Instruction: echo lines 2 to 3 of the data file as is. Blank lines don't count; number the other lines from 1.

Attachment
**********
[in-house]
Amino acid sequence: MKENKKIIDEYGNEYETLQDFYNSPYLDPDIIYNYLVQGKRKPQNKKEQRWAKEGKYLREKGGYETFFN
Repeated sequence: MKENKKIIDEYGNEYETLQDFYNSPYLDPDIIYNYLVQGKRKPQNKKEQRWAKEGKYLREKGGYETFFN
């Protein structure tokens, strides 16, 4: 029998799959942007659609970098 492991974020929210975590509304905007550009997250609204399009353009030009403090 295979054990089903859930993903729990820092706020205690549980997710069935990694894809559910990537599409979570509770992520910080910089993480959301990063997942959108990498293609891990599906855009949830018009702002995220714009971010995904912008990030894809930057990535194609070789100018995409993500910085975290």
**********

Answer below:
Amino acid sequence: MKENKKIIDEYGNEYETLQDFYNSPYLDPDIIYNYLVQGKRKPQNKKEQRWAKEGKYLREKGGYETFFN
Repeated sequence: MKENKKIIDEYGNEYETLQDFYNSPYLDPDIIYNYLVQGKRKPQNKKEQRWAKEGKYLREKGGYETFFN